Statement of Intent 2009-2012

Assessing Organisational Health and Capability

To succeed, our organisation needs strong leaders, a clear sense of direction, and a constant form of communicating the outcomes that are to be achieved. We continually strive for a healthy, vibrant and capable organisation with all the appropriate resources to contribute to our desired outcomes, fulfil our role and move resolutely towards the overall purpose of supporting Māori to achieve Whānau Ora and exercise tino rangatiratanga. Ultimately this will ensure our success.

With this in mind, Te Puni Kōkiri continues to focus on improvement in critical areas as follows:

  • Capitalise on strong external relationships that enable us to provide quality advice and deliver on our responsibilities in the most effective way;
  • Through succession planning and secondments, encourage and develop senior managers aspiring to leadership positions;
  • Maintain the systems, structures, and processes, including a dynamic investment strategy and policy statement in one central document that enable us to be a performance-based organisation focused on “best practice”;
  • Employ excellent people who have top quality intellect, commitment, balance individual and team work and work with a passion for achieving Māori success; and
  • Engage effectively to promote and communicate the outcomes for which Te Puni Kōkiri is responsible.

People Capability

Our current People Capability Strategy runs to 2010, and during 2009/10 we will engage with a variety of stakeholders, including staff, to develop a new People Capability Strategy through to 2016.

We continue to be committed to making Te Puni Kōkiri a place where people aspire to work, are able to develop and can make a difference. Our People Capability Strategy will be informed by our Values, our 2008 staff climate survey and the public service context within which we operate. We will incorporate our remuneration, employment relations, learning and development and succession management planning into our People Capability Strategy.

In March 2010 our Collective Employment Agreement with the Public Service Association (PSA) expires. We will negotiate a new collective agreement that meets both our new People Capability Strategy and government expectations as expressed in the “Government’s Expectations for Pay and Employment Conditions in the State Sector”.

While we develop our new People Capability Strategy we will continue to use the key indicators of organisational health that we have used in previous years. This will ensure consistent indicators are applied while at the same time developing any suitable alternatives.

Key indicators of our organisational health will be drawn from:

  • Staff turnover;
  • Number of vacancies filled by internal promotion;
  • Number of staff disputes/grievances lodged against us; and
  • Staff engagement survey and staff exit survey results.


It is Te Puni Kōkiri’s intention to be a more effective communicator and we aim to proactively promote the activities and achievements of Te Puni Kōkiri. Publications such as Kōkiri and E-Kōkiri are an effective means of advising the most relevant, timely, and factual information to staff and stakeholders alike. A further communiqué - Kōtuitui is our main means of internal networking that aims to link us all in our work by sharing success stories. We continue to focus on our shift toward e-based communication tools.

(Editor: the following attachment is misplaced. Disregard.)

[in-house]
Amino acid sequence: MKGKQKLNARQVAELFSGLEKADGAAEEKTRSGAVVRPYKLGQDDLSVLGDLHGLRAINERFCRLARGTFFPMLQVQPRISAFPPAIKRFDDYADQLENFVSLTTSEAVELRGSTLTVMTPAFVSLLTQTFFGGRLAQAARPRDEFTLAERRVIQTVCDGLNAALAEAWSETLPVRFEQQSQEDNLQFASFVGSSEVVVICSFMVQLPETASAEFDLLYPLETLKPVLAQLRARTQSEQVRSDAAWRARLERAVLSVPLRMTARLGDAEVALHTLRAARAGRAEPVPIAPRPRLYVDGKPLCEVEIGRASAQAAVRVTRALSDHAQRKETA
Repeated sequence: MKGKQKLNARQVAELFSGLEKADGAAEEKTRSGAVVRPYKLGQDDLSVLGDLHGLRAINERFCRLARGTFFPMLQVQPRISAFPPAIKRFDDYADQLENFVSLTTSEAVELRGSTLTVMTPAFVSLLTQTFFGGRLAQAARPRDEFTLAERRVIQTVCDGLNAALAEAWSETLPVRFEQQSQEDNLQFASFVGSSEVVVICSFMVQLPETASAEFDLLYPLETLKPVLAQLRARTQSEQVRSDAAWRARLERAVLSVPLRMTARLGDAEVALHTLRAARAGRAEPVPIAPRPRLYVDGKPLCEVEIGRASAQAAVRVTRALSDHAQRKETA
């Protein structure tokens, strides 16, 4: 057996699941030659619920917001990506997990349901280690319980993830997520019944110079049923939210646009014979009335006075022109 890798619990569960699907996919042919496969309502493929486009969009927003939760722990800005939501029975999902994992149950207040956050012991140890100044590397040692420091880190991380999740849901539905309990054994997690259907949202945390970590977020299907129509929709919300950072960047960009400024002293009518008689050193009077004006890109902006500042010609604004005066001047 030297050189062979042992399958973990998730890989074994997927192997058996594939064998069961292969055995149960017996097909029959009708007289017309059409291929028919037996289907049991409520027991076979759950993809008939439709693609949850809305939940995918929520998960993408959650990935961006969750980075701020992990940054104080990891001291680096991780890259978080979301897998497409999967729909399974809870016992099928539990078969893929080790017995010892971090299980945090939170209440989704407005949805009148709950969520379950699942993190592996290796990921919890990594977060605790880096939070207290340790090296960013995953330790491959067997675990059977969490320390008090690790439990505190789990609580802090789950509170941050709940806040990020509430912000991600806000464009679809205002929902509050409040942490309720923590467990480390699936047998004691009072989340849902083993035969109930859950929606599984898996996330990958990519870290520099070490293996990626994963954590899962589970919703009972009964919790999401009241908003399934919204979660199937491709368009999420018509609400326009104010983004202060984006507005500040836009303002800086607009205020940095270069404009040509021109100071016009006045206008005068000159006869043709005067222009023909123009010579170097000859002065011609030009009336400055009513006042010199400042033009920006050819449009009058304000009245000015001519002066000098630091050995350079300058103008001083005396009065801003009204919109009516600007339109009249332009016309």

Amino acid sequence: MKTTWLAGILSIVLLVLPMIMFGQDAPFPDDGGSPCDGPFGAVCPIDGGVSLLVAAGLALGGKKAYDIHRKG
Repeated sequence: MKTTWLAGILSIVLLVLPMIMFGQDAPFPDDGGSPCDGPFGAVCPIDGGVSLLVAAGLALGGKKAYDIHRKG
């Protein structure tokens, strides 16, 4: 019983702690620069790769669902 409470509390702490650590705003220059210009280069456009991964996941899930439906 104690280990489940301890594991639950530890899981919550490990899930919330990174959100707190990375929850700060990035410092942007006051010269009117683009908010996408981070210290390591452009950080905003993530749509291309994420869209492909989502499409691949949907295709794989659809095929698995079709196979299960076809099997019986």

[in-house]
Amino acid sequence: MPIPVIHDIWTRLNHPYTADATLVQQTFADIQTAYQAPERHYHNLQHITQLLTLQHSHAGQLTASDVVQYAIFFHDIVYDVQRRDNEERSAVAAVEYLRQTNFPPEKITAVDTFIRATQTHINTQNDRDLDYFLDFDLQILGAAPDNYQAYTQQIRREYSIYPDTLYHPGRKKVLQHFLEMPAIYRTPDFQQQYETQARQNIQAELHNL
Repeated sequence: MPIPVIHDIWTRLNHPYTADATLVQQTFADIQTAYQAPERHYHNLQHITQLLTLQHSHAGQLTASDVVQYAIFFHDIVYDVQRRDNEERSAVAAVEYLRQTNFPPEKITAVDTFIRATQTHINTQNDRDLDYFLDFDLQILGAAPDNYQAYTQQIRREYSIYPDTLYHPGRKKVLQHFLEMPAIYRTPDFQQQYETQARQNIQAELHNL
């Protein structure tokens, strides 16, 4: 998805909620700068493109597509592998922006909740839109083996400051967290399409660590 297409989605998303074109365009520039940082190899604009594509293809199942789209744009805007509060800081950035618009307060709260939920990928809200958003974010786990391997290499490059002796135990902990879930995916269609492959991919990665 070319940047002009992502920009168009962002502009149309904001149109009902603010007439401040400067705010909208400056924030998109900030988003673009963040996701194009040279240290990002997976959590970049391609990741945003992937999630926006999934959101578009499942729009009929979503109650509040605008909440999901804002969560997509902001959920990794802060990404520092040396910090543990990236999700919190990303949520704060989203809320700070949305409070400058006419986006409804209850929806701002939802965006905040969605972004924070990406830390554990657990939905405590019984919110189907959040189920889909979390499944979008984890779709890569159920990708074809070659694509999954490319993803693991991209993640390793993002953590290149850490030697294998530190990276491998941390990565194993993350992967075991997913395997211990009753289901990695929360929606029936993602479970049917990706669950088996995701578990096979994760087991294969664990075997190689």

Maintaining an Evaluation Programme

Since our last Statement of Intent, we have made significant gains in achieving the objectives of our internal evaluation function. Most importantly, we have embedded a culture of internal evaluation in the Ministry, and delivered on and further reviewed our Evaluation Strategy. On-going work includes:

  • Maintaining evaluation capacity – to manage and co-ordinate the evaluation programme, provide evaluation advice and commission and implement high quality evaluative activity;
  • Increase evaluation capability – to ensure that people involved in direction setting, planning, implementation and delivery know when and how to promote evaluative activity, how to commission and manage it and how to use results; and
  • Continue to enhance systems and processes – to ensure that evaluation requirements and tools are built into all aspects of the management cycle and that the results of evaluation activity are communicated in a way that informs decision making.

Energy Efficiency

The NZ Energy Efficiency and Conservation Strategy requires: “government to demonstrate sustainable outcomes in its vehicle fleet, its buildings, its purchase of equipment and consumables and the behaviour of public service employees.

The Strategy targets include energy use reductions, workplace travel plans and vehicle carbon emissions.

Targets include:

  • achievement of a 10% reduction in energy use per FTE of premises occupied by the end of 2012, compared with the 2006/07 baseline.
  • reduce consumption of energy-intensive consumables such as paper by 10% by the end of 2010.
  • Workplace travel plan in place by the end of 2010 aiming for an aggregate 15% reduction in kilometres travelled, including by air, from the 2006/07 baseline.
  • reducing average CO2 emissions per vehicle in the fleet by 25% by the end of 2012 based on the 2006/07 baseline.

Development Goals for the State Services

  • Become Employer of Choice
  • Provide Networked State Services